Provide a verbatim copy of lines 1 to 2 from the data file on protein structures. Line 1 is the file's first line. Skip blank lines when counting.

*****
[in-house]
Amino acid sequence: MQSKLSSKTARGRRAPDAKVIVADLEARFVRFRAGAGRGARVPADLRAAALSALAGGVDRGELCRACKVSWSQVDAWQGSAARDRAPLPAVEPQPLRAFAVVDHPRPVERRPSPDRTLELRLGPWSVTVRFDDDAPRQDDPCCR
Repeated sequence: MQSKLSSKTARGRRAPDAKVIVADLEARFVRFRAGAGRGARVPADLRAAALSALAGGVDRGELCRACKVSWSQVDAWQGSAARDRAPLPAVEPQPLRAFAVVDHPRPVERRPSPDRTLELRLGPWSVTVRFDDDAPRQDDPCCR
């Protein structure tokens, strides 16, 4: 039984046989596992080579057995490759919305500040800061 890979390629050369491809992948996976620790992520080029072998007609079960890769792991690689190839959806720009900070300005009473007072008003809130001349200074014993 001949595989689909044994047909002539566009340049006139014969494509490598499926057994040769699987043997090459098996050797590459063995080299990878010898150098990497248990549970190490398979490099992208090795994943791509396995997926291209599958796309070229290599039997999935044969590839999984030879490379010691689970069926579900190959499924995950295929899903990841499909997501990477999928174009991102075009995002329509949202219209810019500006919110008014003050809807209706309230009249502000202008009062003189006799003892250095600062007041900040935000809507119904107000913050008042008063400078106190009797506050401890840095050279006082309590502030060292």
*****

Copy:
[in-house]
Amino acid sequence: MQSKLSSKTARGRRAPDAKVIVADLEARFVRFRAGAGRGARVPADLRAAALSALAGGVDRGELCRACKVSWSQVDAWQGSAARDRAPLPAVEPQPLRAFAVVDHPRPVERRPSPDRTLELRLGPWSVTVRFDDDAPRQDDPCCR